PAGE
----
The sidewalk on Cony Road in Augusta ends at New England Road, about 150 yards from the site of a one-car crash that killed three pedestrians on May 20. Joe Phelan/Kennebec Journal file Buy this Photo

AUGUSTA — The section of Cony Road where three pedestrians were struck and killed by a motorist while walking alongside the road recently could have a sidewalk project ready for construction on it in about a year.

City councilors spoke in favor of adding a sidewalk to the roughly 1,300-foot-long section of Cony Road, between New England Road where a sidewalk that starts at Eastern Avenue ends, to Piggery Road. It was a discussion prompted by the tragic deaths on May 20 of local residents Barbara Maxim-Hendsbee, 69; her 1-year-old granddaughter, Vada-Leigh Peaslee; and Rosalyn Jean, 62.

“We certainly, as a community, want to do everything we can to avoid this ever happening again,” said Ward 3 Councilor Mike Michaud.

City Manager William Bridgeo committed Thursday to include $30,000 to $40,000 in funding in the first year of the city’s capital improvement plan for design and engineering work, and whatever amount of money is determined it would cost to build a sidewalk there in the following construction season.

“So hopefully, in about a year’s time, we’d have a construction project to address this circumstance,” Bridgeo said.

City officials Thursday said while the terrible accident is what is drawing attention to the need for a sidewalk at that location, that part of Cony Road is used as part of a loop by many area residents for exercise. It is also used by kids, including those at a nearby large apartment complex on New England Road, to get to the sports fields complex on Piggery Road.


Bridgeo, who lives nearby, said he and his wife Janice have regularly exercised on a loop including that section of Cony Road, looping around Eastern Avenue, Cony Road, Piggery Road, Hospital Street and back. He said since the accident, his wife says she isn’t going to take that route anymore.

Ward 2 Councilor Kevin Judkins said he asked for the sidewalk proposal to be placed on the council agenda due to the tragedy but also after talking with neighbors in the area.

“It became readily apparent that with the expansion of the athletic fields along the Piggery Road and such, and the neighborhood expansions in there, that a lot of people have started using this area as a walking, biking, jogging route,” he said. “The road is a country road, it’s narrow, the shoulders are extremely narrow and you can see a very well-worn path, from the entrance to the Piggery Road back heading toward Eastern Avenue. And goodness that path where people have been walking is no more than a foot wide.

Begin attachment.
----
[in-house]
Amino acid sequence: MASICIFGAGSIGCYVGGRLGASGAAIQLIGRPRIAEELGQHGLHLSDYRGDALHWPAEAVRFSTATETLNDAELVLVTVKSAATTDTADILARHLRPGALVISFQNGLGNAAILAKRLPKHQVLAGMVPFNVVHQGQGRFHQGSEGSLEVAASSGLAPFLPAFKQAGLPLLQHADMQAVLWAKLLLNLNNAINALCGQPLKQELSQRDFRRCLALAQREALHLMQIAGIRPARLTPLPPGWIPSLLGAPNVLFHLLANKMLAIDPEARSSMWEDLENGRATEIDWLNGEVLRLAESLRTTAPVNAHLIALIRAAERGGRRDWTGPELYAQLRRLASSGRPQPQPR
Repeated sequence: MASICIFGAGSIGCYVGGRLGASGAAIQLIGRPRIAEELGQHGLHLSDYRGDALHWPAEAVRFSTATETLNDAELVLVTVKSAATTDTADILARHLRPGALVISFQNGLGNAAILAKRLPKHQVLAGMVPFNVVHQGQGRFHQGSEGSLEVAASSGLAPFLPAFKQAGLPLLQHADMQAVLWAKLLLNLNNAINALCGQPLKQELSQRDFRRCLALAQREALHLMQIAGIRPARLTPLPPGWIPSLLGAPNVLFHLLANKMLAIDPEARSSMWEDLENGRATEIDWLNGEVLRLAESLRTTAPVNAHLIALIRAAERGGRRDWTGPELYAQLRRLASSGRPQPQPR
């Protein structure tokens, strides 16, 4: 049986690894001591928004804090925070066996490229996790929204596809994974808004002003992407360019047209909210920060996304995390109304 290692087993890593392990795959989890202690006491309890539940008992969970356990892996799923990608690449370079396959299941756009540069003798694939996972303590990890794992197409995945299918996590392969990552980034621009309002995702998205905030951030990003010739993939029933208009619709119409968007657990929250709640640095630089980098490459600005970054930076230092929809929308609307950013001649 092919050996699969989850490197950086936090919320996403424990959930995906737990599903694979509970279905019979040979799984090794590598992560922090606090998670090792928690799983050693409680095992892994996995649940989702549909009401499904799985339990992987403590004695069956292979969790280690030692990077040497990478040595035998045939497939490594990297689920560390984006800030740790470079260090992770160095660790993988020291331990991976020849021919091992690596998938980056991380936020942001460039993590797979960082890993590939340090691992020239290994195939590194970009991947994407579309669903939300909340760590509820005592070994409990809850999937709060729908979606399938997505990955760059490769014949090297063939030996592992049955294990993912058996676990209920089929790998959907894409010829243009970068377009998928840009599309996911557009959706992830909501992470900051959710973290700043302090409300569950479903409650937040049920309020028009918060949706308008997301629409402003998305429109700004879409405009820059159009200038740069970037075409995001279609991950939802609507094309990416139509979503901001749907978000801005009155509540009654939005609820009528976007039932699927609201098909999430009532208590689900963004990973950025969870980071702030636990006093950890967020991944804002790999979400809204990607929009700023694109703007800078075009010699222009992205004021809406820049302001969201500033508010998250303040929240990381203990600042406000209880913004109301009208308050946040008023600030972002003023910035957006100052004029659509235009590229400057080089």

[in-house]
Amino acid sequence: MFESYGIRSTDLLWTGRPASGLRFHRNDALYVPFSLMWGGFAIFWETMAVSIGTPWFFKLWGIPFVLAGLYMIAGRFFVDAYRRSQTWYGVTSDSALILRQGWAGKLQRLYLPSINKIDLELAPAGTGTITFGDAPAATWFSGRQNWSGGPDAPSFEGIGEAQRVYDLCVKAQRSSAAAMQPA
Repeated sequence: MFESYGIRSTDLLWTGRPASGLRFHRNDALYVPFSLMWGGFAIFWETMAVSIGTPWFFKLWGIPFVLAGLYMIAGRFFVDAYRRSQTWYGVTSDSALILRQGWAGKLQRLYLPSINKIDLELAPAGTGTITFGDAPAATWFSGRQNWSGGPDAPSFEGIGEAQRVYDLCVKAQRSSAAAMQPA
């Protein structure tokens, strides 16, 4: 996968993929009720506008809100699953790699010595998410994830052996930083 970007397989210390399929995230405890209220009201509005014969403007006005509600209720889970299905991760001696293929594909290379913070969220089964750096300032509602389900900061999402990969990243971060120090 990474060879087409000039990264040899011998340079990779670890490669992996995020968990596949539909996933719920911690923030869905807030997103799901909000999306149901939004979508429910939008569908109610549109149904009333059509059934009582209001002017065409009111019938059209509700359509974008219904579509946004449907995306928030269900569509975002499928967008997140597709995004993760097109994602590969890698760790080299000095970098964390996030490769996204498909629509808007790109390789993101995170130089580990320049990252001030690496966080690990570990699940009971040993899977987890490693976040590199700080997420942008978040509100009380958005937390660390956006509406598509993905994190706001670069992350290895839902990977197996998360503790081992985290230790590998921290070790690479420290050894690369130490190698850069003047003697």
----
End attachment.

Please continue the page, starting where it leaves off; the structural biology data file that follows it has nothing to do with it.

“I’m not saying that having a sidewalk there would have prevented anything that happened at all,” Judkins added. “But it certainly has shined a light on the hazard that is there.”

City Engineer Tyler Pease said a sidewalk could be built there for between $150,000 and $200,000.

The sidewalk, at least under the construction option city officials indicated support for Thursday, would be on the opposite side of an existing, roadside drainage ditch from the road, providing distance and potentially an extra, natural barrier between pedestrians using the sidewalk and the cars and trucks using the road.


Augusta police are still working to determine the cause of the crash. But an accident report states the three pedestrians were walking off the roadway in a gravel area, and were not in the road itself. The accident report also says the driver of the car involved, Robert Santerre, 56, of Chelsea, said he fell asleep while driving.

Bridgeo said it might make sense to also consider putting in a sidewalk on the section of Cony Road from Cony Village to Cony Street, which he said is used by Cony High School students, among others.

Councilors also said the city, while addressing the immediate concern raised by the crash, also needs to have a plan to improve pedestrian safety citywide.

Officials said the city has made changes meant to improve pedestrian safety in recent years and has some work being done on others, including a pilot project with the state Department of Transportation looking to improve the visibility of crosswalks downtown.

Public Works Director Lesley Jones said pedestrian safety is at the top of her priority list, but there is only so much money to go around. She said road and sidewalk construction projects have to compete for funding with other city services such as police and fire, and there are many areas that could use improvement, as well as existing sidewalks that could use repair.

Ward 1 City Councilor Linda Conti said she fears that at current funding levels the city won’t make a significant impact on pedestrian safety. She said another area where a sidewalk is desperately needed is from Mount Vernon Avenue to Walmart on Civic Center Drive, where she said people walk to work, all year long, and where there currently is no sidewalk.


“I’d be willing to raise taxes and pay for this,” Conti said of pedestrian safety improvements.

Bridgeo suggested that for now the city follow the proposed $26 million, five-year capital improvement plan he said would be going to councilors soon for approval. He said that includes dozens of items related to improving pedestrian safety. Bridgeo said if councilors want to add projects to that, they may amend it, and they could form a subcommittee to specifically focus on pedestrian safety issues.

In an email to city leaders Kalie Hess and Kirsten Brewer, leaders of Cyclists and Pedestrians Invigorating the Augusta Life, or CAPITAL, a group formed to advocate for pedestrians and bicyclists, expressed support for building sidewalks on Cony Road.

The group also urged the city to follow the recommendation of a pedestrian safety plan developed by the state transportation department and Bicycle Coalition of Maine.

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